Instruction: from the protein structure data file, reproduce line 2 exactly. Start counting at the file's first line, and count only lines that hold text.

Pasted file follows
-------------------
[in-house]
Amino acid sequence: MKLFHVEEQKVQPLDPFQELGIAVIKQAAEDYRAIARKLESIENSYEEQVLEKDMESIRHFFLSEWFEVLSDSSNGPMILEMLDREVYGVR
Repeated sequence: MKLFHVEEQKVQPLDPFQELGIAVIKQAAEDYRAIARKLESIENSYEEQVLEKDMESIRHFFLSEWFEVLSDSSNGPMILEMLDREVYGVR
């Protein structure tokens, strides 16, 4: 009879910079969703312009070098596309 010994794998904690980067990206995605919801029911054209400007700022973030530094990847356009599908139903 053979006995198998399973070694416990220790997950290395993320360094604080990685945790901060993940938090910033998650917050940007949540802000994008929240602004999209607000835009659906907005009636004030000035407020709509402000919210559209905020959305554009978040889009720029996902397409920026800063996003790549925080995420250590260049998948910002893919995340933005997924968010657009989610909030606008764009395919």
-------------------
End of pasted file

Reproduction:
Amino acid sequence: MKLFHVEEQKVQPLDPFQELGIAVIKQAAEDYRAIARKLESIENSYEEQVLEKDMESIRHFFLSEWFEVLSDSSNGPMILEMLDREVYGVR